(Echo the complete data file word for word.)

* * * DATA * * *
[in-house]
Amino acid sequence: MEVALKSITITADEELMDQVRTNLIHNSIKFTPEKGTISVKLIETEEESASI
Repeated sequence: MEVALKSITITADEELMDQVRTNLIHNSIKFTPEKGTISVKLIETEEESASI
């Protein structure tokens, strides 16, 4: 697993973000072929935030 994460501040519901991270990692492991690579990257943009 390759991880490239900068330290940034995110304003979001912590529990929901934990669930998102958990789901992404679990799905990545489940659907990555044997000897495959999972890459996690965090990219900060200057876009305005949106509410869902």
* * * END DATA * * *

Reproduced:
[in-house]
Amino acid sequence: MEVALKSITITADEELMDQVRTNLIHNSIKFTPEKGTISVKLIETEEESASI
Repeated sequence: MEVALKSITITADEELMDQVRTNLIHNSIKFTPEKGTISVKLIETEEESASI
């Protein structure tokens, strides 16, 4: 697993973000072929935030 994460501040519901991270990692492991690579990257943009 390759991880490239900068330290940034995110304003979001912590529990929901934990669930998102958990789901992404679990799905990545489940659907990555044997000897495959999972890459996690965090990219900060200057876009305005949106509410869902």